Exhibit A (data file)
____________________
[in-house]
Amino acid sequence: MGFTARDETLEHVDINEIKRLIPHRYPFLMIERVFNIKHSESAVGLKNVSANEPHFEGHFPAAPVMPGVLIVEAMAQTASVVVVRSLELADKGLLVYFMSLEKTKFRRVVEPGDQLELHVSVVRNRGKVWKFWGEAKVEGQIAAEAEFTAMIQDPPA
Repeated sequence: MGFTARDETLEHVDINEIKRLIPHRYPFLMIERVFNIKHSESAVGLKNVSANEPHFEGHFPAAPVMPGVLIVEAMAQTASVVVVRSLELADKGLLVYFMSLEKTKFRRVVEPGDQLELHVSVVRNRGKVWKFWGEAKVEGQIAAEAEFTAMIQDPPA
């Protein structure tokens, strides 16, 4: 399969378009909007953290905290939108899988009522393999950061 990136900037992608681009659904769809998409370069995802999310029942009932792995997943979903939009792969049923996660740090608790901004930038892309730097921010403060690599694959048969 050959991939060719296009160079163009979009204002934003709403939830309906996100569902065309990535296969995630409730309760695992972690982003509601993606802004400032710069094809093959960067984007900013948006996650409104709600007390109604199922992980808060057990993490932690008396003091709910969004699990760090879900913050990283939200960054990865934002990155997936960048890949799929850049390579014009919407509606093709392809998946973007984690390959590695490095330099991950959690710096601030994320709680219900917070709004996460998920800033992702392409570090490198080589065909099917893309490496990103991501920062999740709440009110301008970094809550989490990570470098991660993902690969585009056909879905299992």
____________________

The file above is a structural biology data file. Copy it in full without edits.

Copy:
[in-house]
Amino acid sequence: MGFTARDETLEHVDINEIKRLIPHRYPFLMIERVFNIKHSESAVGLKNVSANEPHFEGHFPAAPVMPGVLIVEAMAQTASVVVVRSLELADKGLLVYFMSLEKTKFRRVVEPGDQLELHVSVVRNRGKVWKFWGEAKVEGQIAAEAEFTAMIQDPPA
Repeated sequence: MGFTARDETLEHVDINEIKRLIPHRYPFLMIERVFNIKHSESAVGLKNVSANEPHFEGHFPAAPVMPGVLIVEAMAQTASVVVVRSLELADKGLLVYFMSLEKTKFRRVVEPGDQLELHVSVVRNRGKVWKFWGEAKVEGQIAAEAEFTAMIQDPPA
């Protein structure tokens, strides 16, 4: 399969378009909007953290905290939108899988009522393999950061 990136900037992608681009659904769809998409370069995802999310029942009932792995997943979903939009792969049923996660740090608790901004930038892309730097921010403060690599694959048969 050959991939060719296009160079163009979009204002934003709403939830309906996100569902065309990535296969995630409730309760695992972690982003509601993606802004400032710069094809093959960067984007900013948006996650409104709600007390109604199922992980808060057990993490932690008396003091709910969004699990760090879900913050990283939200960054990865934002990155997936960048890949799929850049390579014009919407509606093709392809998946973007984690390959590695490095330099991950959690710096601030994320709680219900917070709004996460998920800033992702392409570090490198080589065909099917893309490496990103991501920062999740709440009110301008970094809550989490990570470098991660993902690969585009056909879905299992």